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Self-knowledge in childhood: Relations with children's imaginary companions and understanding of mind

Davis, Paige E., Meins, Elizabeth and Fernyhough, Charles (2011) Self-knowledge in childhood: Relations with children's imaginary companions and understanding of mind. British Journal of Developmental Psychology, 29 (3). pp. 680-686.

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Abstract

Relations between interior self‐knowledge and (a) imaginary companion (IC) status and (b) theory of mind (ToM) abilities were investigated in a sample (N= 80) of 4‐ to 7‐year‐olds. Interior self‐knowledge was assessed in terms of the extent to which children acknowledged that they (rather than an adult) were the authority on unobservable aspects of themselves (e.g., dreaming, thinking, hunger). Compared with children without an IC, those who possessed a parentally corroborated IC ascribed less interior self‐knowledge to an adult, with a trend for them to assign more interior self‐knowledge to themselves. Children's interior self‐knowledge judgments were not associated with their ToM performance. IC status was also unrelated to ToM performance. We consider how having an IC may provide children with opportunities to distinguish between knowledge that is inaccessible to an external observer and that which an external observer may glean without being told.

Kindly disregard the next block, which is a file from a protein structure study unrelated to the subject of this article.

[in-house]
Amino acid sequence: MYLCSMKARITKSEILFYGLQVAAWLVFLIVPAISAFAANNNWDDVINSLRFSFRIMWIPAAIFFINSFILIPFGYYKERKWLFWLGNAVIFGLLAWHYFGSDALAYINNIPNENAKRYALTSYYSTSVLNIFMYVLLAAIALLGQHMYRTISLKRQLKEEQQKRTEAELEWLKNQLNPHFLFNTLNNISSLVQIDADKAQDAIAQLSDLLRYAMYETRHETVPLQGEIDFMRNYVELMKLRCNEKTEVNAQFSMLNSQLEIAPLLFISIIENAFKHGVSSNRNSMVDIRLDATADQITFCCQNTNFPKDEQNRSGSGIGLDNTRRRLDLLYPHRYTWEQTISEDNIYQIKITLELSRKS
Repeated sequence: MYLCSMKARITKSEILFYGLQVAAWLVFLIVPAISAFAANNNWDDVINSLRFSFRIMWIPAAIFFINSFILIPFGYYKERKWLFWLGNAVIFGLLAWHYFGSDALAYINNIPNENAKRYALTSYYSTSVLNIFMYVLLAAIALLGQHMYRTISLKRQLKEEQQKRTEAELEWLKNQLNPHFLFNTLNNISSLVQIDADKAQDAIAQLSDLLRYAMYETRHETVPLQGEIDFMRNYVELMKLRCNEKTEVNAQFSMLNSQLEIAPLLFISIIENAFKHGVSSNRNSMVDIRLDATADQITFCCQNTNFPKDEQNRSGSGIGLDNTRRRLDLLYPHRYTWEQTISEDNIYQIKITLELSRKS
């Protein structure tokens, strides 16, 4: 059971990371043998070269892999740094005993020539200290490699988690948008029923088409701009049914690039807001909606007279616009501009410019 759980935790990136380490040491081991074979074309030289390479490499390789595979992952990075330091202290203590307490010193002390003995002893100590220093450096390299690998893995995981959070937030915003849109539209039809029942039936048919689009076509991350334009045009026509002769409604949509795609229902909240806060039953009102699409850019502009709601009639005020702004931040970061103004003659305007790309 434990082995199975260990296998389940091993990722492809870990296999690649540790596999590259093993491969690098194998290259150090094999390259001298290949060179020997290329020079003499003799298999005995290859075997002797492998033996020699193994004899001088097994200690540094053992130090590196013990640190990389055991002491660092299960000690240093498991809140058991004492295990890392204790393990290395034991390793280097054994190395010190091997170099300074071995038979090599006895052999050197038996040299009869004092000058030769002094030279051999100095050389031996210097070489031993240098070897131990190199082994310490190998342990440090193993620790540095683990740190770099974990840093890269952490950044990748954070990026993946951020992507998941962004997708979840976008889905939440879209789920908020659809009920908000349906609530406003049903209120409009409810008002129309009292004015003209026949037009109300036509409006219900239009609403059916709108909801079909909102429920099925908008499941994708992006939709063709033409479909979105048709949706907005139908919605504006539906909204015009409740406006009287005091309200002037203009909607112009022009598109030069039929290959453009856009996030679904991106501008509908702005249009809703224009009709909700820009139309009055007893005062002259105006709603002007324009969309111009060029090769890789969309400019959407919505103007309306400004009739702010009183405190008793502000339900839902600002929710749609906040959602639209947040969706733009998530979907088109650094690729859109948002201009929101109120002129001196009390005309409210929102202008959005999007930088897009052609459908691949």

Item Type: Article
Status: Published
DOI: https://doi.org/10.1111/j.2044-835X.2011.02038.x
Subjects: B Philosophy. Psychology. Religion > BF Psychology
B Philosophy. Psychology. Religion > BF Psychology > BF712-724.85 Developmental psychology
School/Department: School of Psychological & Social Sciences
URI: http://ray.yorksj.ac.uk/id/eprint/3450

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